A guide to buying pecan trees, pecan varieties suitable for your area, and when, where, and how to plant your pecan tree.
If you have come to our section on planting pecan trees, I assume (a) you intend to plant a pecan tree. (b) and you haven't planted a pecan tree before or (c) you are toying with the notion of planting an entire orchard of pecan trees. If you are on this page because of (a) and (b) let me assure you that planting a tree of any kind is a simple process. If you are here because of (c) I must warn you that I've never planted an entire orchard of pecan trees, however, am willing to offer you what knowledge I have and the moral support you're going to need to undertake such an adventure. Whether you are intending to (a) and (b) or (c), we'll look at the basics of pecan tree planting.
Before you run down to Lowes and buy a pecan tree to plant, you should be aware of what type of pecan varieties do well in your area, assuming you are counting on producing a crop of pecans. Whether you're planting one pecan tree in your back yard, or an entire orchard, the investment in your tree is itself substantial. The time, effort and money that you will invest in making your tree grow and produce will be even more substantial. It is imperative that you plan ahead before you just stick a tree in the ground. Not only should you consider a variety of pecan tree that thrives in your area, you should take a look at what you are setting out to accomplish. Do you want a shade tree that produces just enough pecans for your family's use, or are you seeking to produce an income from your pecan tree.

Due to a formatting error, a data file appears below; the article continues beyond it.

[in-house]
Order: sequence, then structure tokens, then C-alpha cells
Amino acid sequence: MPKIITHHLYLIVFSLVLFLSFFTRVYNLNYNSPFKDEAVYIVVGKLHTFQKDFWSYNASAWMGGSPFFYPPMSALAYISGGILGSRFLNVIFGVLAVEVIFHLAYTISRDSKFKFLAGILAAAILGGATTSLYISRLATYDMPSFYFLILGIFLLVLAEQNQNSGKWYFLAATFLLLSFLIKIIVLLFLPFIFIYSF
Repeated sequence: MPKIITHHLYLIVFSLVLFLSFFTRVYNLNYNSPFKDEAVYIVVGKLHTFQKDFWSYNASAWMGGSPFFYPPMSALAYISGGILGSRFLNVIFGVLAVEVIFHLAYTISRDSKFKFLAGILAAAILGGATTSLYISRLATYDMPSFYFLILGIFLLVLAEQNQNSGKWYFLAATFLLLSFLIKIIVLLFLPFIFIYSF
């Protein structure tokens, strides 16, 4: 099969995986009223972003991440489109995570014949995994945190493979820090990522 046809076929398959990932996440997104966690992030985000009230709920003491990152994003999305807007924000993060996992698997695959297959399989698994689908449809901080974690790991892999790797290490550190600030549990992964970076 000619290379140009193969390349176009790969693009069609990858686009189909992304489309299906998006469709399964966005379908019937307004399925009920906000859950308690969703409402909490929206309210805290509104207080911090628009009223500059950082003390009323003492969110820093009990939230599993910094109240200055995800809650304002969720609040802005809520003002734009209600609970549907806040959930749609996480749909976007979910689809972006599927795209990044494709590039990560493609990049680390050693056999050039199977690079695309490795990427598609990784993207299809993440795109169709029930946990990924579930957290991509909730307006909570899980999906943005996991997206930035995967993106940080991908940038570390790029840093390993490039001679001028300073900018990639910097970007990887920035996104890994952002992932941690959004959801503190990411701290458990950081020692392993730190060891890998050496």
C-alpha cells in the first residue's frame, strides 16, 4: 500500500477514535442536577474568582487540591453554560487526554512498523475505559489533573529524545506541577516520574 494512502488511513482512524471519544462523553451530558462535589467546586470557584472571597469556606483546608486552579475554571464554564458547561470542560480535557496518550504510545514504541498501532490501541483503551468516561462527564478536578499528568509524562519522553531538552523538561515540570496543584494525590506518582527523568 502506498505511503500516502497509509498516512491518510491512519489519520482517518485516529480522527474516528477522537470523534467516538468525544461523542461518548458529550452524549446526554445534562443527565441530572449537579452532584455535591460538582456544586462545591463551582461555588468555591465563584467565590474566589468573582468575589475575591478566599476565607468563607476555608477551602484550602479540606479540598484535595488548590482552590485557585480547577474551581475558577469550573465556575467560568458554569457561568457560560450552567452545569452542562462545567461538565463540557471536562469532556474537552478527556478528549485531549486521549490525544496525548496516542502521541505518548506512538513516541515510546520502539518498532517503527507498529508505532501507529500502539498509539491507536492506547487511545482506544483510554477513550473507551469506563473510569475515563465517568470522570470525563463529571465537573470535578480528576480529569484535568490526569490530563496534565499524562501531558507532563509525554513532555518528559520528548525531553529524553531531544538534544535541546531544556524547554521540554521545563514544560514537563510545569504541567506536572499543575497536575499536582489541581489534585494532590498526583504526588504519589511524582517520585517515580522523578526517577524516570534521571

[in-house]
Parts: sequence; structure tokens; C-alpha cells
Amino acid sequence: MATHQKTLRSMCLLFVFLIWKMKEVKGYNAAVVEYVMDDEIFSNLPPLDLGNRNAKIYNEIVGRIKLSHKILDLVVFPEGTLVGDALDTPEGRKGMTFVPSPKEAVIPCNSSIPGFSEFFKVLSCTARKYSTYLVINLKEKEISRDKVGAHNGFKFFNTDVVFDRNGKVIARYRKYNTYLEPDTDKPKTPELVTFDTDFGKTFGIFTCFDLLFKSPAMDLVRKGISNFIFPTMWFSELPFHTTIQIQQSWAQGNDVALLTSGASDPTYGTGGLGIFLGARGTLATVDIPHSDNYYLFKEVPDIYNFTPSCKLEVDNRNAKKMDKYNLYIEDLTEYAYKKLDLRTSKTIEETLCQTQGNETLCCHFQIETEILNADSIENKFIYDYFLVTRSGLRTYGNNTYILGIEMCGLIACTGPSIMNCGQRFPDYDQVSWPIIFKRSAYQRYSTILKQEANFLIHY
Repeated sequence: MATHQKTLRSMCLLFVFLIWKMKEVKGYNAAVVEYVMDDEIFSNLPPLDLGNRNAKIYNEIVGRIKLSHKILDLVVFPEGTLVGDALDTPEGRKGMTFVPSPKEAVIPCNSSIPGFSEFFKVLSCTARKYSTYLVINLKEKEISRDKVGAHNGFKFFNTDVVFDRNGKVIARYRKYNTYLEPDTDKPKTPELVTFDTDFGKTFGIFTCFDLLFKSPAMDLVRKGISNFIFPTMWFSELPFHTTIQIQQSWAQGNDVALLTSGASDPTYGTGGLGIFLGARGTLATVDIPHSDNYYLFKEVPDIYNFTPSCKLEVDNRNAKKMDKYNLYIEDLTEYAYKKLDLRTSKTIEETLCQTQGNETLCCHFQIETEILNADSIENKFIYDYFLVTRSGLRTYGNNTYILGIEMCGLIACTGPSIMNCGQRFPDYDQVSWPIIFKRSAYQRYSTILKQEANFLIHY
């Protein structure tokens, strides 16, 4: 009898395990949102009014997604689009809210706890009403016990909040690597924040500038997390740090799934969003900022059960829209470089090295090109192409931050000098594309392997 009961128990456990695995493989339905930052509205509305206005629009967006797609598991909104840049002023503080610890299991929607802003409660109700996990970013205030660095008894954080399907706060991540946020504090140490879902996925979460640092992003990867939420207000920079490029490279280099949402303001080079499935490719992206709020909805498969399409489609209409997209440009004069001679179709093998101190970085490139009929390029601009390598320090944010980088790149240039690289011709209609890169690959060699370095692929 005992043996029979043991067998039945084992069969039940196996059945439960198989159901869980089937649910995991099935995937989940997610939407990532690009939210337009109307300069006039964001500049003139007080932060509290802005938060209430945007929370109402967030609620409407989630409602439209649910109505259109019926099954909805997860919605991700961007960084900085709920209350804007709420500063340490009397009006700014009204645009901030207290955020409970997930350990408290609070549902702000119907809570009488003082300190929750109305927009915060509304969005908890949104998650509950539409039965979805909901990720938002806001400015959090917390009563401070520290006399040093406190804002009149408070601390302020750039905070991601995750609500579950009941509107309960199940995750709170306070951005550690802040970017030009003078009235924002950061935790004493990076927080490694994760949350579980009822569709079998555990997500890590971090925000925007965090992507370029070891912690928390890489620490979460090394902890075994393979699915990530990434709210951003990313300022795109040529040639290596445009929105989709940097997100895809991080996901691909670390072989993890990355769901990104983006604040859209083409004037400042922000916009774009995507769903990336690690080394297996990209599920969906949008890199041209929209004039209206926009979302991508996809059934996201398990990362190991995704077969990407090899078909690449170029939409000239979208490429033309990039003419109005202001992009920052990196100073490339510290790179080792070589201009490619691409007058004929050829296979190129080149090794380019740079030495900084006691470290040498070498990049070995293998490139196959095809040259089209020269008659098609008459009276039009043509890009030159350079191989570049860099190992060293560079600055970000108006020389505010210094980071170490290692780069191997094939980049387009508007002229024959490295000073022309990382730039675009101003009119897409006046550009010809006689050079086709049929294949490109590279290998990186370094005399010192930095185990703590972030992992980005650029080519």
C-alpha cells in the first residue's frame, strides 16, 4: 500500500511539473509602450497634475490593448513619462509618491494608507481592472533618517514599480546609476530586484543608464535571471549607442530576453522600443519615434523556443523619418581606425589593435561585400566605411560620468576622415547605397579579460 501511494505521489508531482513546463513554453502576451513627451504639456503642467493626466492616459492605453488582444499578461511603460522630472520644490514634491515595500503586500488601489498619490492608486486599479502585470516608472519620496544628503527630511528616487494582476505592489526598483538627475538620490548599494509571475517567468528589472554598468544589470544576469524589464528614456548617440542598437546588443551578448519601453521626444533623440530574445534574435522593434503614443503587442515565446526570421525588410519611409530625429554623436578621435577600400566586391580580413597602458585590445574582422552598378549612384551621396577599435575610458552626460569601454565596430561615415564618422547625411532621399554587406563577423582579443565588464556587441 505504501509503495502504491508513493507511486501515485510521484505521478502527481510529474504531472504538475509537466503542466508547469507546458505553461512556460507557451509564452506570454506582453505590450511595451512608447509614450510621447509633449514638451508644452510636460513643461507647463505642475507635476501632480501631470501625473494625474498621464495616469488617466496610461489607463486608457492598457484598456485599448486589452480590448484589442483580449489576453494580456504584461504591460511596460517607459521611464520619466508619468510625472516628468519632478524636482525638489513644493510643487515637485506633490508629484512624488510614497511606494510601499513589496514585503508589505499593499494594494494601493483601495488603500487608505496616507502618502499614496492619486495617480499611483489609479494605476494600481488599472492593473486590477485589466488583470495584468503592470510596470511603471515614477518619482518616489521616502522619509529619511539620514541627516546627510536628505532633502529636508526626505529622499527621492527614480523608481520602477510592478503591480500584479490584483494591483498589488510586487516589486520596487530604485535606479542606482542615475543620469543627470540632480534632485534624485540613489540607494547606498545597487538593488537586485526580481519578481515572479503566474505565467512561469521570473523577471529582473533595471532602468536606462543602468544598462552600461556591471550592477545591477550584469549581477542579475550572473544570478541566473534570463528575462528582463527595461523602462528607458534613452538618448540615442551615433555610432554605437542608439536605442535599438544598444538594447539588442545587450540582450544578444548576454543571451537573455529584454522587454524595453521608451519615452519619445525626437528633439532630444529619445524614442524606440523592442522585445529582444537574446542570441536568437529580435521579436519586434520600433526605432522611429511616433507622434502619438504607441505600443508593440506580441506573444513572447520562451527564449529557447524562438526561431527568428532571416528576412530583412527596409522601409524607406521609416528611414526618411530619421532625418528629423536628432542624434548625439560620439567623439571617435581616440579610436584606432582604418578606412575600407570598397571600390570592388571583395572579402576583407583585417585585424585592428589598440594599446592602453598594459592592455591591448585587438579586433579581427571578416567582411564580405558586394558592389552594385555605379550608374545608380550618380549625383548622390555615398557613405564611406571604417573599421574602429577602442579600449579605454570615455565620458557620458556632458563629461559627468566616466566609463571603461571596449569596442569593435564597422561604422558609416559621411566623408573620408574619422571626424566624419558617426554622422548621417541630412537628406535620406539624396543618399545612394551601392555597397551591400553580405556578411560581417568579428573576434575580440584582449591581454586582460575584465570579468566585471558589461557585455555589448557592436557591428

Pecan trees grow to an enormous size. While you don't have the usual problems with a wandering root system that many shade trees cause, your pecan tree will eventually reach a height of eighty to a hundred feet, and spread its canopy of leaves thirty to fifty feet in all directions. If you are planting a pecan tree in your yard, keep in mind that power lines that are twenty feet high will someday pose a problem if you plant a pecan tree beneath it. Your power company will be merciless in pruning your stately pecan tree into an ugly, deformed mess of greenery to keep it from interfering with 'their' power line. Be wary of planting too close to your house or fence. It is hard to imagine that three-foot pecan sapling having a trunk diameter of three to five feet, but someday, perhaps when you're too old to do anything about it, your pecan tree could literally invade your home. You should also be aware of sewer lines, gas lines, and water lines running beneath your topsoil. If you are looking at (c) planting an entire pecan orchard, follow the link at the top of this page.
*NEXT - INFO ON WHEN TO PLANT YOUR PECAN TREE
I personally suggest you plan your planting for mid to latter February. I have read several articles suggesting a fall planting will add approximately one year's growth to your tree, but I feel this method has its flaws. First, in order for your tree to 'take root,' you will need to water it. You might not be so diligent in watering your newly planted tree when the temperature is twenty degrees outside and the outside faucet is frozen up for weeks at a time. I prefer to plant my trees at the back end of winter, giving the soil around their roots just enough time to settle before the spring sunshine and warmer temperatures bring your new tree to life. It is probably safe to plant your pecan tree until mid-April. After that, the summer heat will take its toll and your tree will struggle to survive.